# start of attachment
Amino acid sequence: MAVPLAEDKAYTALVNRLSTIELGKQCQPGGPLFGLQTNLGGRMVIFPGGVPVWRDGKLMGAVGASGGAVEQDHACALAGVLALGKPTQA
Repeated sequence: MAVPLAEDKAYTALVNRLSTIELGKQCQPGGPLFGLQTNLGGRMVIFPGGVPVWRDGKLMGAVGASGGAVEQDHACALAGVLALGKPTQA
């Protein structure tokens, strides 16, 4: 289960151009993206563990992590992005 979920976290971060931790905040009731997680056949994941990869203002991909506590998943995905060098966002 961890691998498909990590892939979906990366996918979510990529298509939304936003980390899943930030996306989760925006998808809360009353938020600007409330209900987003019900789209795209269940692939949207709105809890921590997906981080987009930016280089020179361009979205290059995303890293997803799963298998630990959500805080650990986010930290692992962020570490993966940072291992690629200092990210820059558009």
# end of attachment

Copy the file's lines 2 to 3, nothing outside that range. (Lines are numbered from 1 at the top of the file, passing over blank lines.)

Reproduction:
Repeated sequence: MAVPLAEDKAYTALVNRLSTIELGKQCQPGGPLFGLQTNLGGRMVIFPGGVPVWRDGKLMGAVGASGGAVEQDHACALAGVLALGKPTQA
């Protein structure tokens, strides 16, 4: 289960151009993206563990992590992005 979920976290971060931790905040009731997680056949994941990869203002991909506590998943995905060098966002 961890691998498909990590892939979906990366996918979510990529298509939304936003980390899943930030996306989760925006998808809360009353938020600007409330209900987003019900789209795209269940692939949207709105809890921590997906981080987009930016280089020179361009979205290059995303890293997803799963298998630990959500805080650990986010930290692992962020570490993966940072291992690629200092990210820059558009």